The Book of Lies Review

The Book of Lies
Average Reviews:

(More customer reviews)
Mrs. Timmins's Home for Foundlings and Orphans is known for providing care and shelter for those children unfortunate to lose their parents, or be left behind. But when Mrs. Timmins's newest charge awakes, he is instantly overcome with the feeling that he's not who he says he is. Left with no memory of his prior life, twelve-year-old Marcel - aka Robert - is convinced that something fishy is lingering around Mrs. Timmins and her creepy home. Sure, she's a kind old woman, and her son, Albert, isn't too demanding, but there's something not right surrounding her. Marcel believes that his unsettled feelings can be primarily blamed upon Lord Alwyn, a bizarre presence whose obsession and knowledge with magic and the mysterious arts has Mrs. Timmins, as well as her young charges, shaking in their boots. Unfortunately, Marcel has no solid proof that there's something missing from his history. Something that could change his life for the better. Until, that is, he meets up with tiny Bea. Bea has the ability to disappear into the shadows, and her small stature makes it easy for her to come and go as she pleases with everyone none the wiser. Marcel instantly takes to the elfin girl, and finds her fascinating. The fact that she is aware of the strange happenings that took place between Marcel and Lord Alwyn on the first night of his arrival at Mrs. Timmins's Home for Foundlings and Orphans, only works to renew his interest in her, and claim her as his confidant and closest friend. With Bea's help, Marcel discovers that the large, musty old book that Lord Alwyn carries with him wherever he goes is known as the Book of Lies. The Book of Lies is home to Marcel's past, and the truth that will help him forge on in the future. Unfortunately, with Lord Alwyn guarding the book with his life, Marcel sees no way to delve into the book, and learn the secrets of his prior life - before the aging wizard locks them away forever - without being caught. The fact that the Book of Lies is so unattainable, however, only works to make Marcel more determined to get his pauper-like hands upon it. And, with the help of Bea, a mangy horse with dreams of soaring among the clouds named Gadfly, and two unlikely fellow orphans, Marcel embarks on the journey of a lifetime that will take him through hunger and famine, war and flame-ridden dwellings, and through the lands of elves, and corrupt royals with plans to destroy their kingdoms. It is only through these trials, tribulations, and tests that Marcel will finally have the chance to discover his true history, and learn to depend upon others to help him through misery, magic, and mystery. But if he doesn't watch his back, he and his companions may not make it through their adventure alive.
I'm not a huge fan of science fiction, yet I'm easily drawn in by fantasy novels that test the waters, and dip into untouched subjects, and clever concepts. James Moloney's THE BOOK OF LIES manages to fulfill both of these requirements. Moloney's descriptive dialogue, and captivating characters work hand in hand to create a daring novel that takes the reader on the adventure of a lifetime. Marcel is a curious character, whose determination to discover the truth about his past is admirable; while his refusal to turn his back on his friends, or abandon his quest - even when the waters turn rough - makes him extremely likable. His relationship with Bea - a character who, in my opinion, steals the spotlight - is very refreshing, as it is close, and loving, yet doesn't delve into anything romantic. Bea's ability to blend in with the shadows surrounding her, and the fact that she possesses no scent, and creeps around as silently as a cat make her an extremely fun character from beginning to end. She is such an innocent, friendly face, whose presence leaves the reader feeling a sense of familiarity between her and themselves, and truly makes her irresistible. Gadfly, a horse who is wild and beautiful, and dreams of stealing the spotlight of saving the world, and gracing the skies with her agility and heroics from Hercules' companion, Pegasus, is quite humorous; yet also borders on the adorable, as it shows that animals too have dreams that, while oft-times far-fetched, are an important aspect of their lives. While Marcel is lovable and impossible to ignore, I found that both Bea and Gadfly - working together - managed to overshadow his character, and capture my heart instantly. Moloney's various other characters - from the Princess-like Nicola, to the brazen, stout roughneck, Fergus; and even to the mad scientist-like Lord Alwyn, to the mother hen ways of Mrs. Timmins - are an important addition to the tale, who provide conflict and companionship to our hero and heroine. The fact that Moloney doesn't focus too harshly on the life of an orphan is another plus, as he gets straight to the main focus of the story, and keeps you captivated from start to finish. Thrilling!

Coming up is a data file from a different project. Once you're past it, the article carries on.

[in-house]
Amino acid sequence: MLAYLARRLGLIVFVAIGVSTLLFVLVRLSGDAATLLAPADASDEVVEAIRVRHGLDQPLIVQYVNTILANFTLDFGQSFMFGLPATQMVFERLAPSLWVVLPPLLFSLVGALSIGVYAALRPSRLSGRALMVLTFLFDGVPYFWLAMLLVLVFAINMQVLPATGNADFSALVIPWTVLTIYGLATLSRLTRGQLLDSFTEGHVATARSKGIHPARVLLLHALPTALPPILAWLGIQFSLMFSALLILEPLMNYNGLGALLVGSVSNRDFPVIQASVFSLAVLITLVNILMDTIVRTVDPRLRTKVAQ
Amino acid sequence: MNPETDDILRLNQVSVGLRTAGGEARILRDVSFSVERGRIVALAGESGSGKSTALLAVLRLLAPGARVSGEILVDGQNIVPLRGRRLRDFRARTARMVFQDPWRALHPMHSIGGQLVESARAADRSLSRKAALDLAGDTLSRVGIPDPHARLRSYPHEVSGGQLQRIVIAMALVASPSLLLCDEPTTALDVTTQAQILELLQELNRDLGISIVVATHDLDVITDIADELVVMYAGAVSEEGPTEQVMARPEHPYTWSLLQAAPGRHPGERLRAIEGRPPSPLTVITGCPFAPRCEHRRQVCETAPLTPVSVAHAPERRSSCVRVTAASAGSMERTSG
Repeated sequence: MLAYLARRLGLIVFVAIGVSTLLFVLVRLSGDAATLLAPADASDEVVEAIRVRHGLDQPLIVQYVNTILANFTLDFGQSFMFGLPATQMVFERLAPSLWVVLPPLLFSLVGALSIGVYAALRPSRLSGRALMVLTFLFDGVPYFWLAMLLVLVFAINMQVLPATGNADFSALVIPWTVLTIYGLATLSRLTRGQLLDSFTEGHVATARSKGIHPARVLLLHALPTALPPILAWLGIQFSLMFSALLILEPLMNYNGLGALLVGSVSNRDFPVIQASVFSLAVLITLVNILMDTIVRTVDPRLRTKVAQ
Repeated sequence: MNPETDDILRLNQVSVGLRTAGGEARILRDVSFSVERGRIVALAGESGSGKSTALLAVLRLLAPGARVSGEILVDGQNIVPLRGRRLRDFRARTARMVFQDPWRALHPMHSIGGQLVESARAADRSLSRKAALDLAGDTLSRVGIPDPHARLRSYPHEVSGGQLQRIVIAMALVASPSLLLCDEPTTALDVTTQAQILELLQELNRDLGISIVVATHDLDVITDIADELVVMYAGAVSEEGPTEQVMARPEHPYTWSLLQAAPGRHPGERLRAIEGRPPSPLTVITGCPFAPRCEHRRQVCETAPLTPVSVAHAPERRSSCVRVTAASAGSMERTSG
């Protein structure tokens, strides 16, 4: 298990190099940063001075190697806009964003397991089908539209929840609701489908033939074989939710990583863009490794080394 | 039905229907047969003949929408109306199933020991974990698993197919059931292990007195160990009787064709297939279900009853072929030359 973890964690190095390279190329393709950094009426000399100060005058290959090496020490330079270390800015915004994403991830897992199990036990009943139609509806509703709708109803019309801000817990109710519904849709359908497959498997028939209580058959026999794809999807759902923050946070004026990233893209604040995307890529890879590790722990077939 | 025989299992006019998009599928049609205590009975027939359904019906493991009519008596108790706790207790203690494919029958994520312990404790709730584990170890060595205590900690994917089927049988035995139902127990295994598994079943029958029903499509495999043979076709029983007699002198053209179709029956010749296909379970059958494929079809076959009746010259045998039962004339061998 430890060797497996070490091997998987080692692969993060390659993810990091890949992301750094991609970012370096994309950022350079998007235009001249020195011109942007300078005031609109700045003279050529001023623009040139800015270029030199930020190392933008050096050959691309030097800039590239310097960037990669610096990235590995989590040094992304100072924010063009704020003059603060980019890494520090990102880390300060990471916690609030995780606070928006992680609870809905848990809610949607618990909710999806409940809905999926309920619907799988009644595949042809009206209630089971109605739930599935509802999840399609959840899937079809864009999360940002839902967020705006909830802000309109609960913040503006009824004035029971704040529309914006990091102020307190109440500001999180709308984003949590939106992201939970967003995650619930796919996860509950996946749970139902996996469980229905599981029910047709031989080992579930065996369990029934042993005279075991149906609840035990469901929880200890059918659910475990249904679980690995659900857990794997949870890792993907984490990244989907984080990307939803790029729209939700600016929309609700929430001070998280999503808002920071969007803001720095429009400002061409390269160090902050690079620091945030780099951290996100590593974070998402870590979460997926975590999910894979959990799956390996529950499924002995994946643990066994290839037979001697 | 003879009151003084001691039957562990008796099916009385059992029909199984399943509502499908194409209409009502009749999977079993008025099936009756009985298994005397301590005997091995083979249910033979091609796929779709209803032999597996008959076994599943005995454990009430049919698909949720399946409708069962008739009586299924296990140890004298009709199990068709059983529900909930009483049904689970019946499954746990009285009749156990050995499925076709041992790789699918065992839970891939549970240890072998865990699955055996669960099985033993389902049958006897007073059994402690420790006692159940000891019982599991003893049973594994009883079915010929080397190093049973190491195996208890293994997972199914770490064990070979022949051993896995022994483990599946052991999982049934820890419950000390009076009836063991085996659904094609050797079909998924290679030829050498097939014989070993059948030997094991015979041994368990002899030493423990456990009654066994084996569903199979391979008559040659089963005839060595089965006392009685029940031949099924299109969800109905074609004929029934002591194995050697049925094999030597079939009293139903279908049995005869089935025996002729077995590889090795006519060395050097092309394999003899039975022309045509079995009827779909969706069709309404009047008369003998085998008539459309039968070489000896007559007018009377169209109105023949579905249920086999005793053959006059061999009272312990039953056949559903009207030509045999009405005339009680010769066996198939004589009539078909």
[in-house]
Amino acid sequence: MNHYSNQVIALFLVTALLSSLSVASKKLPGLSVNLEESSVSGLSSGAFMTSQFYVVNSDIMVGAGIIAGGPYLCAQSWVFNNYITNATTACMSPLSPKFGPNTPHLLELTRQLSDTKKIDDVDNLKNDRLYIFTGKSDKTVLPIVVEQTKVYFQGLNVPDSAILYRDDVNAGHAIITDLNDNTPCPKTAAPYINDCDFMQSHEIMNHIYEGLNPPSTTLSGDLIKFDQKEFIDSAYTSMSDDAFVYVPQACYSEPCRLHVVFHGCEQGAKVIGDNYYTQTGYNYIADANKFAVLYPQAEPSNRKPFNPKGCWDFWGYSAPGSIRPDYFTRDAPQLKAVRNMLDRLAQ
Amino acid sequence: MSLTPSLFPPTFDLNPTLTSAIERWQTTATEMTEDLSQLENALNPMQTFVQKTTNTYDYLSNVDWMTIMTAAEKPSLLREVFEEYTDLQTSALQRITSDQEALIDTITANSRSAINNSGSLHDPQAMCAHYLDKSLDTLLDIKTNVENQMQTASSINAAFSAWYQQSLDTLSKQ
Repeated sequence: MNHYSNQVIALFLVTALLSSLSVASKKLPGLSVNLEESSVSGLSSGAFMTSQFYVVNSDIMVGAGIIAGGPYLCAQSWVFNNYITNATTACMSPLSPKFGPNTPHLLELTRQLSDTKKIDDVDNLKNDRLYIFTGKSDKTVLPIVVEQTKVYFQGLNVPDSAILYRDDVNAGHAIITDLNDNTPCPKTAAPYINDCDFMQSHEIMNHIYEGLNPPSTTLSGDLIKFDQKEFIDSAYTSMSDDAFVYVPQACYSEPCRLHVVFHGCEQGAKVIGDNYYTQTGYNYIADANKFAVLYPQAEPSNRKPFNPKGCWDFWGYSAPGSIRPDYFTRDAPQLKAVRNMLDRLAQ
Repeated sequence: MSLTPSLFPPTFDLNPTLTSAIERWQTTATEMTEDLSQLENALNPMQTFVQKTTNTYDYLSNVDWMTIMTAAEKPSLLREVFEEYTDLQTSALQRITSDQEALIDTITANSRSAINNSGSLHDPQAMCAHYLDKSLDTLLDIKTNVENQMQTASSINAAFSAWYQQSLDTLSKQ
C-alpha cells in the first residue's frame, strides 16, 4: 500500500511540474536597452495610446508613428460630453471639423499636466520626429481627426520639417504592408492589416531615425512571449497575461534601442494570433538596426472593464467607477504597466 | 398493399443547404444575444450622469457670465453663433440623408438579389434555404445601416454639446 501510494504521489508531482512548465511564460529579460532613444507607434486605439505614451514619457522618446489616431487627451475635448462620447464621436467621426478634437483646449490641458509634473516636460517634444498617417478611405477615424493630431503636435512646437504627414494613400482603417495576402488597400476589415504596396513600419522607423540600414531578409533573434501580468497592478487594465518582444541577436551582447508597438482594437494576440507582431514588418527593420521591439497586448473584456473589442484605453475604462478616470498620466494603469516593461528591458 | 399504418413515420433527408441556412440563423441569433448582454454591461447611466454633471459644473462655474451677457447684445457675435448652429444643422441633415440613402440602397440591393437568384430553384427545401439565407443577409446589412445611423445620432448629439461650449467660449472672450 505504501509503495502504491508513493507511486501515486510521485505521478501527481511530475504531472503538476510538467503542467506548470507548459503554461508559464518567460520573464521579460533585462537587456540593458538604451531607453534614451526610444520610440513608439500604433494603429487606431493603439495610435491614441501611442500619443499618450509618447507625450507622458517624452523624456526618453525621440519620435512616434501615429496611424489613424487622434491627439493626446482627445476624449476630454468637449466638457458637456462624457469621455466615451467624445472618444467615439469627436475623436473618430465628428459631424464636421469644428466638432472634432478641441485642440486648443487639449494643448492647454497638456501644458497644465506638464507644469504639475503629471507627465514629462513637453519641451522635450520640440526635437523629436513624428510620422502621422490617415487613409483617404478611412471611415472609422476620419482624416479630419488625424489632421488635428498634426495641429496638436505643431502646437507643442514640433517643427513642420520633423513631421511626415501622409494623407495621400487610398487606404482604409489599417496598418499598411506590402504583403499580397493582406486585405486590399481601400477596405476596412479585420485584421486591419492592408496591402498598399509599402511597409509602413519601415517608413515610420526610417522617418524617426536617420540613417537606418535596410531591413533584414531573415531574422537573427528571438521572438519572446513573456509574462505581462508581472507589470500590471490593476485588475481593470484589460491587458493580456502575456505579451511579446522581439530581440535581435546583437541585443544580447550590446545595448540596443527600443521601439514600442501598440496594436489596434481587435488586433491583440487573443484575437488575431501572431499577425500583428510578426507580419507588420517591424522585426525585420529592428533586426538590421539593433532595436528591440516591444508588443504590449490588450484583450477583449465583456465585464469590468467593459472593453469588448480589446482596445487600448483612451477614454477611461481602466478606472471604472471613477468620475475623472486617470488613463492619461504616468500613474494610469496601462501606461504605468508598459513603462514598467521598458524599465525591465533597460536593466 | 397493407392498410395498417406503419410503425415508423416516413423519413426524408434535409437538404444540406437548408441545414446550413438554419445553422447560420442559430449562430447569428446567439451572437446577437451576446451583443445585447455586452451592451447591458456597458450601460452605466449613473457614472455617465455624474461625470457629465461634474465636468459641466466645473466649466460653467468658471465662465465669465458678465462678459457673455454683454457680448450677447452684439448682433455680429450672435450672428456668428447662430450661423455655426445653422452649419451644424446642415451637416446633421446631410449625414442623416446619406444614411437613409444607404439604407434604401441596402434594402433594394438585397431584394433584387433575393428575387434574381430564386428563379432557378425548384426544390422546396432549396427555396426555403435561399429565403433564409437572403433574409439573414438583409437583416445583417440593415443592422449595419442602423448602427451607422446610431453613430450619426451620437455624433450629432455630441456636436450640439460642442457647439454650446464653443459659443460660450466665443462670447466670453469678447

Erika Sorocco
Freelance Reviewer

Click Here to see more reviews about: The Book of Lies

Buy NowGet 22% OFF

Click here for more information about The Book of Lies


Post a Comment